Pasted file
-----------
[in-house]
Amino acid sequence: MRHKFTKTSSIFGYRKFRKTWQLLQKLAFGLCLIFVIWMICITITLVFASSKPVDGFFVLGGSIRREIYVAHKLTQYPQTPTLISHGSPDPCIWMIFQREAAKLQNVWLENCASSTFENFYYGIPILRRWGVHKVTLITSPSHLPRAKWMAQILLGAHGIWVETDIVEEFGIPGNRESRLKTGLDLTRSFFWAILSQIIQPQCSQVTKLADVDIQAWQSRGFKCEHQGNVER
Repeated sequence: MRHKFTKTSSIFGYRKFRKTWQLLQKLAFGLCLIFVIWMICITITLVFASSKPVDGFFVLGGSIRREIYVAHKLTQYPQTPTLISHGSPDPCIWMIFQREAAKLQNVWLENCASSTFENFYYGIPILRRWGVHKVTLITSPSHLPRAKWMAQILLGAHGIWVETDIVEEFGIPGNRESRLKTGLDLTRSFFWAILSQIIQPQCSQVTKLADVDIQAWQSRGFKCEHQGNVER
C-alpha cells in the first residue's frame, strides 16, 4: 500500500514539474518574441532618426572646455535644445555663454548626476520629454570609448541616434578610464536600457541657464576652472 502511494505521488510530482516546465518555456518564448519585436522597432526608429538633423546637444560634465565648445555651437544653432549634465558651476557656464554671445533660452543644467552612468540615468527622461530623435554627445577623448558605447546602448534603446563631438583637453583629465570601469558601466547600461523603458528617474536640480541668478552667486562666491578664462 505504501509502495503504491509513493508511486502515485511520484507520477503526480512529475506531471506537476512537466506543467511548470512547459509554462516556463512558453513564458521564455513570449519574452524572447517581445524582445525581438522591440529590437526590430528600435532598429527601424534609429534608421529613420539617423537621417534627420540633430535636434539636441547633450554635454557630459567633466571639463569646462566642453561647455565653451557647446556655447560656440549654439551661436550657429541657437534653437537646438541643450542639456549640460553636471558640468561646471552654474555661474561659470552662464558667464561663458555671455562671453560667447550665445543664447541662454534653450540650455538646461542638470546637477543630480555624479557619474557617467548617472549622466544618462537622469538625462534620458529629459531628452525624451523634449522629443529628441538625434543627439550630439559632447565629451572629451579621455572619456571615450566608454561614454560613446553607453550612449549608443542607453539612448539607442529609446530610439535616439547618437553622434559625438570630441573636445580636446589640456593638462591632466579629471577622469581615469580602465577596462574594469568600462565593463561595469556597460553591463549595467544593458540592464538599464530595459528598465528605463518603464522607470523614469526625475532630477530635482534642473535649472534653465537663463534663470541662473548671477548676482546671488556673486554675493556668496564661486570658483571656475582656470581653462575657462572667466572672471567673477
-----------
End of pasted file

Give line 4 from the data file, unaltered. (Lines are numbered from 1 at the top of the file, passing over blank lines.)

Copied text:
C-alpha cells in the first residue's frame, strides 16, 4: 500500500514539474518574441532618426572646455535644445555663454548626476520629454570609448541616434578610464536600457541657464576652472 502511494505521488510530482516546465518555456518564448519585436522597432526608429538633423546637444560634465565648445555651437544653432549634465558651476557656464554671445533660452543644467552612468540615468527622461530623435554627445577623448558605447546602448534603446563631438583637453583629465570601469558601466547600461523603458528617474536640480541668478552667486562666491578664462 505504501509502495503504491509513493508511486502515485511520484507520477503526480512529475506531471506537476512537466506543467511548470512547459509554462516556463512558453513564458521564455513570449519574452524572447517581445524582445525581438522591440529590437526590430528600435532598429527601424534609429534608421529613420539617423537621417534627420540633430535636434539636441547633450554635454557630459567633466571639463569646462566642453561647455565653451557647446556655447560656440549654439551661436550657429541657437534653437537646438541643450542639456549640460553636471558640468561646471552654474555661474561659470552662464558667464561663458555671455562671453560667447550665445543664447541662454534653450540650455538646461542638470546637477543630480555624479557619474557617467548617472549622466544618462537622469538625462534620458529629459531628452525624451523634449522629443529628441538625434543627439550630439559632447565629451572629451579621455572619456571615450566608454561614454560613446553607453550612449549608443542607453539612448539607442529609446530610439535616439547618437553622434559625438570630441573636445580636446589640456593638462591632466579629471577622469581615469580602465577596462574594469568600462565593463561595469556597460553591463549595467544593458540592464538599464530595459528598465528605463518603464522607470523614469526625475532630477530635482534642473535649472534653465537663463534663470541662473548671477548676482546671488556673486554675493556668496564661486570658483571656475582656470581653462575657462572667466572672471567673477